The low California overwintering monarch population increases the urgency of our need for more data during the
breeding and overwintering seasons in the Southwest. There are several calls for data in the Southwest
for Citizen Scientists depending on the amount of time you have available.
Reporting individual Sightings of adult
monarchs and their immatures (eggs, larvae, pupae) to us and
Monitor a milkweed patch in your own backyard or a nearby park, church, work or natural area.
We are looking for locations across the Southwest for Citizen Scientists to monitor weekly for
monarch adults and their immatures and habitat conditions. Please let us know if you are
interested in participating – your data will be part of a published study in the future. We will
provide needed information so you will be successful and help you with any questions along the
way. Email us at email@example.com if you are interested.
Here is a link to the Excel form and also
a copy to take in the field – use hash marks
to help you count. To help you monitor larvae,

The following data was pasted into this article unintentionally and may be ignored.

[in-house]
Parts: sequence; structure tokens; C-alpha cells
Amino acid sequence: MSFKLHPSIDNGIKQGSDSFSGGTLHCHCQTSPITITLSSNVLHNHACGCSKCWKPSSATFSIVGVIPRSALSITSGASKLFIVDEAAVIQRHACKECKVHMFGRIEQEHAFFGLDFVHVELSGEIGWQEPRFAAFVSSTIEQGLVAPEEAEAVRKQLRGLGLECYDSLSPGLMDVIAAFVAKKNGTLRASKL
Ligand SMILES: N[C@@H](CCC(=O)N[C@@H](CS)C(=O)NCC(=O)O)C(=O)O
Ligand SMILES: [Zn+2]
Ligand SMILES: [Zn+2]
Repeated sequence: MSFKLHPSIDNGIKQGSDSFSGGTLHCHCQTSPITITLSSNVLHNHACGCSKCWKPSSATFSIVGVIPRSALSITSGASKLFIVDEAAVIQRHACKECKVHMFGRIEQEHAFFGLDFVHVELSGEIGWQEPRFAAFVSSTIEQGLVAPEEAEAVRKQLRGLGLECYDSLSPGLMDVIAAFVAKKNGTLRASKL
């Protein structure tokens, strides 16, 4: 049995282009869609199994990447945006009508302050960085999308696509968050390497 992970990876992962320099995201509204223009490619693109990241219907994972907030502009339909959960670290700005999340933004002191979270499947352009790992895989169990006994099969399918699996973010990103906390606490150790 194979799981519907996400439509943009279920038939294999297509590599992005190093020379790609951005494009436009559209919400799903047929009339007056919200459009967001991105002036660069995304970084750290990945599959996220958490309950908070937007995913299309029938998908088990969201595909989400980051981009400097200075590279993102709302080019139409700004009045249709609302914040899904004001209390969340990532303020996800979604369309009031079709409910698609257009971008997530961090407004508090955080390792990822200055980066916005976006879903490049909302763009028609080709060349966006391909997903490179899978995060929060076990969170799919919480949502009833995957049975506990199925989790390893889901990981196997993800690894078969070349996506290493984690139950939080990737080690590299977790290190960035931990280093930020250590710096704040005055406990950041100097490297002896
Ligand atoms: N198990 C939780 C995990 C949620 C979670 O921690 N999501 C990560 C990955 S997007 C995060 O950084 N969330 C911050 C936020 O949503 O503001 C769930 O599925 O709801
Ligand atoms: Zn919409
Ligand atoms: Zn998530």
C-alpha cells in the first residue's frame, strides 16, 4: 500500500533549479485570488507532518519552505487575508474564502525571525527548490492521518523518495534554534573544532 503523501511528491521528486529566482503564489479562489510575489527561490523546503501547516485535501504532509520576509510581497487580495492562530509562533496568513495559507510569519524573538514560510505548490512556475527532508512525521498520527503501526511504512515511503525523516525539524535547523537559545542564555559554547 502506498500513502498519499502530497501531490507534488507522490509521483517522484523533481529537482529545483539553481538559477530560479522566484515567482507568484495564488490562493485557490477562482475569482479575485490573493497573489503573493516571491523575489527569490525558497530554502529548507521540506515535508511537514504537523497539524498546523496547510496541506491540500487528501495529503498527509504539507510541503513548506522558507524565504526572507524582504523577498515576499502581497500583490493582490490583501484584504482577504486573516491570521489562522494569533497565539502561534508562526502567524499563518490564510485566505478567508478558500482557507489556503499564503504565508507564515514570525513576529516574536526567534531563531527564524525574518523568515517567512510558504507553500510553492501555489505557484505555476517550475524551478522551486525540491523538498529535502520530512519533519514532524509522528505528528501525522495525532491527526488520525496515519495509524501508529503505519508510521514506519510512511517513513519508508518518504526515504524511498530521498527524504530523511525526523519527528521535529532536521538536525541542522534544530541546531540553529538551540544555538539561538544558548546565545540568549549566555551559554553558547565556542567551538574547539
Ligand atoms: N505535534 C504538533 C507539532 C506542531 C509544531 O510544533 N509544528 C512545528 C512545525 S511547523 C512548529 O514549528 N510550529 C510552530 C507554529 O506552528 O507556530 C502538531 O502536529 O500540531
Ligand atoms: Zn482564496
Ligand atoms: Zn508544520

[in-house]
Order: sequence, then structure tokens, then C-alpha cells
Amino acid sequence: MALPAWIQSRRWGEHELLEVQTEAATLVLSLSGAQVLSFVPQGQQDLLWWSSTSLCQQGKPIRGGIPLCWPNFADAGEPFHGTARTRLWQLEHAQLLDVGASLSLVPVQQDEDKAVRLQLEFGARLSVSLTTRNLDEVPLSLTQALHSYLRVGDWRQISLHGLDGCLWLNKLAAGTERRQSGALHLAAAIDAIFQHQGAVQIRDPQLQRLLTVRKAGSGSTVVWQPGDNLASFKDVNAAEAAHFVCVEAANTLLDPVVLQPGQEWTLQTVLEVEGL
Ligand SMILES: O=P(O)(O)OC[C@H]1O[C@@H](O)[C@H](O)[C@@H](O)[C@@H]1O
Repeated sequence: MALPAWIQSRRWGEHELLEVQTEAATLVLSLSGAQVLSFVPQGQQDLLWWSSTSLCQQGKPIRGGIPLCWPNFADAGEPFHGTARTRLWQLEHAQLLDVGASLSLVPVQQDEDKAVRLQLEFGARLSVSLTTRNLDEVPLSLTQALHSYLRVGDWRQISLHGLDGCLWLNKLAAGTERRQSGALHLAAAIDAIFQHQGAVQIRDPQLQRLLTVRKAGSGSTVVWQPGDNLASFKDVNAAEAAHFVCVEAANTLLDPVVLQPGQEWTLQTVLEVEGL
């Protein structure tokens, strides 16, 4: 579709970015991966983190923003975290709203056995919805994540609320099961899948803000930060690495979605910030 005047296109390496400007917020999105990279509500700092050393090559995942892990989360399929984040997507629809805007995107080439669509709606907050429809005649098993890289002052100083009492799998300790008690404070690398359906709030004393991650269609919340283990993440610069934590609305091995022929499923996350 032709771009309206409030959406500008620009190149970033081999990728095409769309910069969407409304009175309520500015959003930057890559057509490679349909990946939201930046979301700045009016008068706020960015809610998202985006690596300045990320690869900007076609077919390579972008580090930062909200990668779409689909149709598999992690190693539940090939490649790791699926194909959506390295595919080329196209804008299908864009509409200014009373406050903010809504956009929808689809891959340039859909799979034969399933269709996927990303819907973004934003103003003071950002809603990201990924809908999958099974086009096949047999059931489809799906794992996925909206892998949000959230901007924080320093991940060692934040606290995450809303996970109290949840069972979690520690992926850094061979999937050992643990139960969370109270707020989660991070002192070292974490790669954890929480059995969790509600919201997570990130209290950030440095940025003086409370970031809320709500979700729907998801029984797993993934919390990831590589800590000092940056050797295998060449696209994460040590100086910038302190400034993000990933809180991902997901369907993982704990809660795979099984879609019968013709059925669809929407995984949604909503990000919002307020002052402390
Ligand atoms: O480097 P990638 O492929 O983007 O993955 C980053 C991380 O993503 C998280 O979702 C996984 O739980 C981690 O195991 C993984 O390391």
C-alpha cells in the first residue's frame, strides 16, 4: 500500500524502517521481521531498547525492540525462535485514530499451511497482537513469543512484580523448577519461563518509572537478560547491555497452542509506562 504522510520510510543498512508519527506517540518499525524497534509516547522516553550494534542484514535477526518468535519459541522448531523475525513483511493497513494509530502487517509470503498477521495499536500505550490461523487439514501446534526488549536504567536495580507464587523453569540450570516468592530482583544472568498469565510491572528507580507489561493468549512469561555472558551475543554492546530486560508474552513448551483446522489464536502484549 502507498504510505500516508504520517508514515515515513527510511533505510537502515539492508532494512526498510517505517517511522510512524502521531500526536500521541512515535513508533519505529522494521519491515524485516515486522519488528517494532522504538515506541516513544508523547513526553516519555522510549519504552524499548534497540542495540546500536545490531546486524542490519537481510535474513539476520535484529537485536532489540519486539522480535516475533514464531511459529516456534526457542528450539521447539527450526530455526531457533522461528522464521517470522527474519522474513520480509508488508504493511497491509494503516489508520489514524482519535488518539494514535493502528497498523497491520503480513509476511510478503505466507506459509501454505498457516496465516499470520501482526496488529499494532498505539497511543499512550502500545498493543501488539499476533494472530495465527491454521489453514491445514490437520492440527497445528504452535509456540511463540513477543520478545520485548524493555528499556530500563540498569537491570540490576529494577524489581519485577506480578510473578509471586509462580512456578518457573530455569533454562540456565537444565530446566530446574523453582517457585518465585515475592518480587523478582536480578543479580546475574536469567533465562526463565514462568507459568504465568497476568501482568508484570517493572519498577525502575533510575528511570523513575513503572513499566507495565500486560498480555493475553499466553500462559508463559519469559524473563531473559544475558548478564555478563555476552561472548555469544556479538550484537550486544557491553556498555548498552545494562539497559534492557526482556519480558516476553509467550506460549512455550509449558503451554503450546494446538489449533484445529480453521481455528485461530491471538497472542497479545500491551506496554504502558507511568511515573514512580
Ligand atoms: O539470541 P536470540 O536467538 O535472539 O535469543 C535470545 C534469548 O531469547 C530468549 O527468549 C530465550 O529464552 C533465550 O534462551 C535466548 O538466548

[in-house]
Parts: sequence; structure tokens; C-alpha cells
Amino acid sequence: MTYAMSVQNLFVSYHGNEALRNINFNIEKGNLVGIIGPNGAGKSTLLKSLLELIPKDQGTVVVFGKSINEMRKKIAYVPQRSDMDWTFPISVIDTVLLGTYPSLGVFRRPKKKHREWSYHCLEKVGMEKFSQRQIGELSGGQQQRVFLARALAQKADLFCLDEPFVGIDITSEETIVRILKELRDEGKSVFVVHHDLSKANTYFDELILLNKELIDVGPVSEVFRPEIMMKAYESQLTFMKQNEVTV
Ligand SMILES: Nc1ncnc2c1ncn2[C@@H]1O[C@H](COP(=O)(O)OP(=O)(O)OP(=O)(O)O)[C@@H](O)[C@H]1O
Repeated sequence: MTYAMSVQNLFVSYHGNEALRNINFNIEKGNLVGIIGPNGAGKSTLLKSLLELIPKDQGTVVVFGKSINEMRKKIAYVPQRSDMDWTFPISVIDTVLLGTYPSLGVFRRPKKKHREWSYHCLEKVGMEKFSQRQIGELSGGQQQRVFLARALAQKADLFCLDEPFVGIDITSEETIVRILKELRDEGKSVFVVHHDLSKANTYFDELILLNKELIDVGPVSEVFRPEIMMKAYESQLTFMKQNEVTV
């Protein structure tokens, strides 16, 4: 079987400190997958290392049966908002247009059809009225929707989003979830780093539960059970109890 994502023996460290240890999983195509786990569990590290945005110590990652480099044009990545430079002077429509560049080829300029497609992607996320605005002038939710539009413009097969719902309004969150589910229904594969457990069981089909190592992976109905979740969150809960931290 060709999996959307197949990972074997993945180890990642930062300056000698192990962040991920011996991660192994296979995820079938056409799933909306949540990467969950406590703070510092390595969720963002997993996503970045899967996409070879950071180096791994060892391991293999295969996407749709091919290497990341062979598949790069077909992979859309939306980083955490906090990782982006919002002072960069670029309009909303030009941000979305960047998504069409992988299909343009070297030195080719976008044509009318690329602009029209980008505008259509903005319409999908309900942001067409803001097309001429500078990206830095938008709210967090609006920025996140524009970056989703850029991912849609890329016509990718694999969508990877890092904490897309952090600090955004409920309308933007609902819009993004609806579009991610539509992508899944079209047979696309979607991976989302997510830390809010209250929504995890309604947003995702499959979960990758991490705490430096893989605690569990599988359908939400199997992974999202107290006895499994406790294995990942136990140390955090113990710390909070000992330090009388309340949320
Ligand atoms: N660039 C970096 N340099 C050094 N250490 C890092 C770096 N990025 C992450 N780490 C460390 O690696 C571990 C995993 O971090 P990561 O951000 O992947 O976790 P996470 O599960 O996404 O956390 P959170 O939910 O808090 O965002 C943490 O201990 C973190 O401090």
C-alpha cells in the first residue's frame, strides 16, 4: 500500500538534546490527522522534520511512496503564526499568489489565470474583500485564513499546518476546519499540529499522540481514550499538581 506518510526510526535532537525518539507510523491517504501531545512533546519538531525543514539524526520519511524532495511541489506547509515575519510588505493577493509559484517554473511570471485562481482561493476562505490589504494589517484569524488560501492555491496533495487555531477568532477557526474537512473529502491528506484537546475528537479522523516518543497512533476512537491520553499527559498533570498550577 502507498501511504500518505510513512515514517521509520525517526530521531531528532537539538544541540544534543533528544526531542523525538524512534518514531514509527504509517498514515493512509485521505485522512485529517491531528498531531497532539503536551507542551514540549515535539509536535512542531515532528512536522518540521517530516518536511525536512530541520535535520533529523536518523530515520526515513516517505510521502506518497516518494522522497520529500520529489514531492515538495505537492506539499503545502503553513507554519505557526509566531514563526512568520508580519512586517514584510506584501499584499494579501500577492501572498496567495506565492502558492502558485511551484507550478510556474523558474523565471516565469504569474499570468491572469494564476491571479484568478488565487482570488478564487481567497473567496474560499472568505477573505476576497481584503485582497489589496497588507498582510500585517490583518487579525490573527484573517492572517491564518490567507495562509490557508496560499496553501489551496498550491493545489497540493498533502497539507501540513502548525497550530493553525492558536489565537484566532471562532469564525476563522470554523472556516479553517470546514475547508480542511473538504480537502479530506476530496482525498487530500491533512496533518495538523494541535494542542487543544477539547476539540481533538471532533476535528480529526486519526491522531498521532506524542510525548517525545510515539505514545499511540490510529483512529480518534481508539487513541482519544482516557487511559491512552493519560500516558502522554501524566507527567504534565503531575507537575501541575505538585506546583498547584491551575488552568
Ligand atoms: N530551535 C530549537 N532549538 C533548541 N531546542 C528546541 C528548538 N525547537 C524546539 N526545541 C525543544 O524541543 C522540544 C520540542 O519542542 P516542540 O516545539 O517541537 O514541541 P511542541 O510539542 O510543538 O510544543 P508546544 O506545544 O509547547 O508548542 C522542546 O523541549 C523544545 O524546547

A Field Guide for Monarch
Caterpillars by Karen Oberhauser and Kristen Kuda has easy to read information and photos to
help you in the field.
This spring and summer we are partnering with the Monarch Conservation Partnership to
encourage participation in the Integrated Monarch Monitoring Program (IMMP), also referred
to as the Integrated Monitoring Strategy (IMS). This is a national initiative to monitor monarch
populations and habitat throughout the breeding range and until recently was mainly
implemented in the region East of the Rocky Mountains. To participate you will monitor a
designated location in the Southwest twice during the season following their protocols.
Training will be available. Take a few moments to learn more about the